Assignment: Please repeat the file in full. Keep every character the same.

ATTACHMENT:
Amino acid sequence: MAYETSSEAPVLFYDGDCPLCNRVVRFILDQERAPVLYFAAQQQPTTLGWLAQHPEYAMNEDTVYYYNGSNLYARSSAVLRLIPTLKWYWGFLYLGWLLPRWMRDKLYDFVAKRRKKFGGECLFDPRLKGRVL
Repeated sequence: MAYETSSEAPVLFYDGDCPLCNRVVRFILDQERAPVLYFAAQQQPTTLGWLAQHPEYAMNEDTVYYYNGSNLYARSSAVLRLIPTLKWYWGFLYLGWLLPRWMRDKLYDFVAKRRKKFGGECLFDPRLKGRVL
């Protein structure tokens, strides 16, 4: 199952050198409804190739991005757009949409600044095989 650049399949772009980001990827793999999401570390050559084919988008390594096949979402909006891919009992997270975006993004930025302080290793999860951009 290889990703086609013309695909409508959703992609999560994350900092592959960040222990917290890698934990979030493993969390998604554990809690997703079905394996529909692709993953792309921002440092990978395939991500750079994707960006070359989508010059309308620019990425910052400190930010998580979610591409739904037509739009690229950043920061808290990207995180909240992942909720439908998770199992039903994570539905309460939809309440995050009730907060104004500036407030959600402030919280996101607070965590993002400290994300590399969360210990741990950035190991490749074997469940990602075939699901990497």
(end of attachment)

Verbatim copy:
Amino acid sequence: MAYETSSEAPVLFYDGDCPLCNRVVRFILDQERAPVLYFAAQQQPTTLGWLAQHPEYAMNEDTVYYYNGSNLYARSSAVLRLIPTLKWYWGFLYLGWLLPRWMRDKLYDFVAKRRKKFGGECLFDPRLKGRVL
Repeated sequence: MAYETSSEAPVLFYDGDCPLCNRVVRFILDQERAPVLYFAAQQQPTTLGWLAQHPEYAMNEDTVYYYNGSNLYARSSAVLRLIPTLKWYWGFLYLGWLLPRWMRDKLYDFVAKRRKKFGGECLFDPRLKGRVL
């Protein structure tokens, strides 16, 4: 199952050198409804190739991005757009949409600044095989 650049399949772009980001990827793999999401570390050559084919988008390594096949979402909006891919009992997270975006993004930025302080290793999860951009 290889990703086609013309695909409508959703992609999560994350900092592959960040222990917290890698934990979030493993969390998604554990809690997703079905394996529909692709993953792309921002440092990978395939991500750079994707960006070359989508010059309308620019990425910052400190930010998580979610591409739904037509739009690229950043920061808290990207995180909240992942909720439908998770199992039903994570539905309460939809309440995050009730907060104004500036407030959600402030919280996101607070965590993002400290994300590399969360210990741990950035190991490749074997469940990602075939699901990497």